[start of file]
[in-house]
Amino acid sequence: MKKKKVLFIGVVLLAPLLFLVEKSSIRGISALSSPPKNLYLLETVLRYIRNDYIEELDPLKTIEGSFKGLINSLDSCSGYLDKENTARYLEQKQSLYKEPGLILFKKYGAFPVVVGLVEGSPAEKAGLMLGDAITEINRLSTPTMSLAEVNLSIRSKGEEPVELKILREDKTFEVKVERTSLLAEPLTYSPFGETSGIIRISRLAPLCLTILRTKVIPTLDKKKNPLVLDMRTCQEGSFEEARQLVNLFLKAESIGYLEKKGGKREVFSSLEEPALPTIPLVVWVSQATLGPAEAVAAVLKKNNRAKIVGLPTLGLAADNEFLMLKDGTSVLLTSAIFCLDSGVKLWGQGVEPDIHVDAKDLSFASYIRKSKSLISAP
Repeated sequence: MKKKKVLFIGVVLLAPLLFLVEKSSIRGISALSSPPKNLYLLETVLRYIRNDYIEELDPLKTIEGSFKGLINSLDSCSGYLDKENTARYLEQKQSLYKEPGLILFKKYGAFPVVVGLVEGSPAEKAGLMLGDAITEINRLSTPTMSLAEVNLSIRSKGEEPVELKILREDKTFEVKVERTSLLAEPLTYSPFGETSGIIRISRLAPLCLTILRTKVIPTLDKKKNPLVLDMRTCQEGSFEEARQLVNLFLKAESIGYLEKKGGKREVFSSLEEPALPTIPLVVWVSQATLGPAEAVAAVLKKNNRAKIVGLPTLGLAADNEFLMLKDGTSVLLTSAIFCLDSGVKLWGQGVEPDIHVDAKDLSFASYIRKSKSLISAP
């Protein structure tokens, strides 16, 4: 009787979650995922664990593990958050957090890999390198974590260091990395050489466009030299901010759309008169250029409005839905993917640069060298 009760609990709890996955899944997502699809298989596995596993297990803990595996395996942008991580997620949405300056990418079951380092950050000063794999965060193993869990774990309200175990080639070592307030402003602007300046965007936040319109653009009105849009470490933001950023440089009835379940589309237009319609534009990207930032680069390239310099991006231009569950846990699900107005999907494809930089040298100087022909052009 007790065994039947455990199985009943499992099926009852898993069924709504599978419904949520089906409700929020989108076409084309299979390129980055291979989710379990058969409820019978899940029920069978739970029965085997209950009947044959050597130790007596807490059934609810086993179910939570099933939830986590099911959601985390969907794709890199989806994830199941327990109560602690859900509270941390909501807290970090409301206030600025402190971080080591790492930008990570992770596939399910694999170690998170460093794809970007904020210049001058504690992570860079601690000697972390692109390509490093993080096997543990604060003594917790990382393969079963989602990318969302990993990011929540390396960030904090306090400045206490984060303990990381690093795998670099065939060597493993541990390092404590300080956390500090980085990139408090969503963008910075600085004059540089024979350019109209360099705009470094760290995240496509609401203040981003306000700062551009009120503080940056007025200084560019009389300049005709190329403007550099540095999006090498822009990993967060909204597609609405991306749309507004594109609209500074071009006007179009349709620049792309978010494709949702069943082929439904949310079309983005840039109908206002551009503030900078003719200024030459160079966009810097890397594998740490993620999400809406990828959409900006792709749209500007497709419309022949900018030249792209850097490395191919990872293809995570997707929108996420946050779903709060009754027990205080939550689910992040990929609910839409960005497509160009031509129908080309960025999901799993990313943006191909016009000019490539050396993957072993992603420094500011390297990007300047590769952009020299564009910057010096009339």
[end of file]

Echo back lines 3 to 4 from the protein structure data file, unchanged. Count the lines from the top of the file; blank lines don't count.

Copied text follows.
Repeated sequence: MKKKKVLFIGVVLLAPLLFLVEKSSIRGISALSSPPKNLYLLETVLRYIRNDYIEELDPLKTIEGSFKGLINSLDSCSGYLDKENTARYLEQKQSLYKEPGLILFKKYGAFPVVVGLVEGSPAEKAGLMLGDAITEINRLSTPTMSLAEVNLSIRSKGEEPVELKILREDKTFEVKVERTSLLAEPLTYSPFGETSGIIRISRLAPLCLTILRTKVIPTLDKKKNPLVLDMRTCQEGSFEEARQLVNLFLKAESIGYLEKKGGKREVFSSLEEPALPTIPLVVWVSQATLGPAEAVAAVLKKNNRAKIVGLPTLGLAADNEFLMLKDGTSVLLTSAIFCLDSGVKLWGQGVEPDIHVDAKDLSFASYIRKSKSLISAP
């Protein structure tokens, strides 16, 4: 009787979650995922664990593990958050957090890999390198974590260091990395050489466009030299901010759309008169250029409005839905993917640069060298 009760609990709890996955899944997502699809298989596995596993297990803990595996395996942008991580997620949405300056990418079951380092950050000063794999965060193993869990774990309200175990080639070592307030402003602007300046965007936040319109653009009105849009470490933001950023440089009835379940589309237009319609534009990207930032680069390239310099991006231009569950846990699900107005999907494809930089040298100087022909052009 007790065994039947455990199985009943499992099926009852898993069924709504599978419904949520089906409700929020989108076409084309299979390129980055291979989710379990058969409820019978899940029920069978739970029965085997209950009947044959050597130790007596807490059934609810086993179910939570099933939830986590099911959601985390969907794709890199989806994830199941327990109560602690859900509270941390909501807290970090409301206030600025402190971080080591790492930008990570992770596939399910694999170690998170460093794809970007904020210049001058504690992570860079601690000697972390692109390509490093993080096997543990604060003594917790990382393969079963989602990318969302990993990011929540390396960030904090306090400045206490984060303990990381690093795998670099065939060597493993541990390092404590300080956390500090980085990139408090969503963008910075600085004059540089024979350019109209360099705009470094760290995240496509609401203040981003306000700062551009009120503080940056007025200084560019009389300049005709190329403007550099540095999006090498822009990993967060909204597609609405991306749309507004594109609209500074071009006007179009349709620049792309978010494709949702069943082929439904949310079309983005840039109908206002551009503030900078003719200024030459160079966009810097890397594998740490993620999400809406990828959409900006792709749209500007497709419309022949900018030249792209850097490395191919990872293809995570997707929108996420946050779903709060009754027990205080939550689910992040990929609910839409960005497509160009031509129908080309960025999901799993990313943006191909016009000019490539050396993957072993992603420094500011390297990007300047590769952009020299564009910057010096009339």